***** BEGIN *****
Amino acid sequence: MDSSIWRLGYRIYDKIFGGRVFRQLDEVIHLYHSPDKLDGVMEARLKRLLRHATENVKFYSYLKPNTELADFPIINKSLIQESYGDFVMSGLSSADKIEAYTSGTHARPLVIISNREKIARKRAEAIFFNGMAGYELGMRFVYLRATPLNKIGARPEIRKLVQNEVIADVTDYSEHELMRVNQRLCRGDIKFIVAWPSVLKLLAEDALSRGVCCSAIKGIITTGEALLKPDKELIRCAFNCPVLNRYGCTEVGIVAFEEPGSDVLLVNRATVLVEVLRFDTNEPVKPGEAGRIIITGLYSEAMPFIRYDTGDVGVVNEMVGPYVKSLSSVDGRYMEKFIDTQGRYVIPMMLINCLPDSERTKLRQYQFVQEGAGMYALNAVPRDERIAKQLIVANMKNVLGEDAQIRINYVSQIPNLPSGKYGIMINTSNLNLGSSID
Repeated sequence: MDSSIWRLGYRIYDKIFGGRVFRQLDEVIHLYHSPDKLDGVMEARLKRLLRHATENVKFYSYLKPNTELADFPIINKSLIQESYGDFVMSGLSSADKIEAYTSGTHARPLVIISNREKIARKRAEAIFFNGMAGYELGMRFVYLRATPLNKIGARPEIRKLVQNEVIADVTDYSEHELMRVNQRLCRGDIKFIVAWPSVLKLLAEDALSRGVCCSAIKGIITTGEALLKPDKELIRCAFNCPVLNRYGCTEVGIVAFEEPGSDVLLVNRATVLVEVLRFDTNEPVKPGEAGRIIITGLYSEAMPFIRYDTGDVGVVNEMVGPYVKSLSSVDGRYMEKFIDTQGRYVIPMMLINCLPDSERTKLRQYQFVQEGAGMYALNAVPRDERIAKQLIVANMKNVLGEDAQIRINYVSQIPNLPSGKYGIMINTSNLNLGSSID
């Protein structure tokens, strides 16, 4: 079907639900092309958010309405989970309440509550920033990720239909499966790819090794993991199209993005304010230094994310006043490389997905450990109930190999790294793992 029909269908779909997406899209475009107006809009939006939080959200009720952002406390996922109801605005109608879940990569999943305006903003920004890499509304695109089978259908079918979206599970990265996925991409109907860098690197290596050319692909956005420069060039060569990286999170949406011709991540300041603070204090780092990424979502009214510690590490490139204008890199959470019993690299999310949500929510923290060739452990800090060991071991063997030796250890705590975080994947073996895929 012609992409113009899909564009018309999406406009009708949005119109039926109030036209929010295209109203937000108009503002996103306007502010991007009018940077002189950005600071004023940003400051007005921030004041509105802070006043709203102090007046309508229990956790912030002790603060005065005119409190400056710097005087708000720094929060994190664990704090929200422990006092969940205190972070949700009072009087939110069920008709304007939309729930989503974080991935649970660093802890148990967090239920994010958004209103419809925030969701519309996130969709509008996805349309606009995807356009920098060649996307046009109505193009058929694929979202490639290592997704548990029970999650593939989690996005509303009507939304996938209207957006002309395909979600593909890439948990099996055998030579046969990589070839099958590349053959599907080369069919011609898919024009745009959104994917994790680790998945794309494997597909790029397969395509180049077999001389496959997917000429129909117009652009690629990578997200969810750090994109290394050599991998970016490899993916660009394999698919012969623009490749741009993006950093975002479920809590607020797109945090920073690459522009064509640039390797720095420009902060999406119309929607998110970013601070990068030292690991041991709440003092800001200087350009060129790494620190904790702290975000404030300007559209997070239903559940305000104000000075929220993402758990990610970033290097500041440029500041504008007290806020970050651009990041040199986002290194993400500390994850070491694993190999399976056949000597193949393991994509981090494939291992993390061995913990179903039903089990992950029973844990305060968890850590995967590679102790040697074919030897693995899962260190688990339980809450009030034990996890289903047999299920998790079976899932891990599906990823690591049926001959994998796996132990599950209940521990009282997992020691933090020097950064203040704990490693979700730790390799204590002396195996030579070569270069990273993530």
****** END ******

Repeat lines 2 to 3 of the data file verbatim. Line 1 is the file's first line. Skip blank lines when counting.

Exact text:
Repeated sequence: MDSSIWRLGYRIYDKIFGGRVFRQLDEVIHLYHSPDKLDGVMEARLKRLLRHATENVKFYSYLKPNTELADFPIINKSLIQESYGDFVMSGLSSADKIEAYTSGTHARPLVIISNREKIARKRAEAIFFNGMAGYELGMRFVYLRATPLNKIGARPEIRKLVQNEVIADVTDYSEHELMRVNQRLCRGDIKFIVAWPSVLKLLAEDALSRGVCCSAIKGIITTGEALLKPDKELIRCAFNCPVLNRYGCTEVGIVAFEEPGSDVLLVNRATVLVEVLRFDTNEPVKPGEAGRIIITGLYSEAMPFIRYDTGDVGVVNEMVGPYVKSLSSVDGRYMEKFIDTQGRYVIPMMLINCLPDSERTKLRQYQFVQEGAGMYALNAVPRDERIAKQLIVANMKNVLGEDAQIRINYVSQIPNLPSGKYGIMINTSNLNLGSSID
């Protein structure tokens, strides 16, 4: 079907639900092309958010309405989970309440509550920033990720239909499966790819090794993991199209993005304010230094994310006043490389997905450990109930190999790294793992 029909269908779909997406899209475009107006809009939006939080959200009720952002406390996922109801605005109608879940990569999943305006903003920004890499509304695109089978259908079918979206599970990265996925991409109907860098690197290596050319692909956005420069060039060569990286999170949406011709991540300041603070204090780092990424979502009214510690590490490139204008890199959470019993690299999310949500929510923290060739452990800090060991071991063997030796250890705590975080994947073996895929 012609992409113009899909564009018309999406406009009708949005119109039926109030036209929010295209109203937000108009503002996103306007502010991007009018940077002189950005600071004023940003400051007005921030004041509105802070006043709203102090007046309508229990956790912030002790603060005065005119409190400056710097005087708000720094929060994190664990704090929200422990006092969940205190972070949700009072009087939110069920008709304007939309729930989503974080991935649970660093802890148990967090239920994010958004209103419809925030969701519309996130969709509008996805349309606009995807356009920098060649996307046009109505193009058929694929979202490639290592997704548990029970999650593939989690996005509303009507939304996938209207957006002309395909979600593909890439948990099996055998030579046969990589070839099958590349053959599907080369069919011609898919024009745009959104994917994790680790998945794309494997597909790029397969395509180049077999001389496959997917000429129909117009652009690629990578997200969810750090994109290394050599991998970016490899993916660009394999698919012969623009490749741009993006950093975002479920809590607020797109945090920073690459522009064509640039390797720095420009902060999406119309929607998110970013601070990068030292690991041991709440003092800001200087350009060129790494620190904790702290975000404030300007559209997070239903559940305000104000000075929220993402758990990610970033290097500041440029500041504008007290806020970050651009990041040199986002290194993400500390994850070491694993190999399976056949000597193949393991994509981090494939291992993390061995913990179903039903089990992950029973844990305060968890850590995967590679102790040697074919030897693995899962260190688990339980809450009030034990996890289903047999299920998790079976899932891990599906990823690591049926001959994998796996132990599950209940521990009282997992020691933090020097950064203040704990490693979700730790390799204590002396195996030579070569270069990273993530």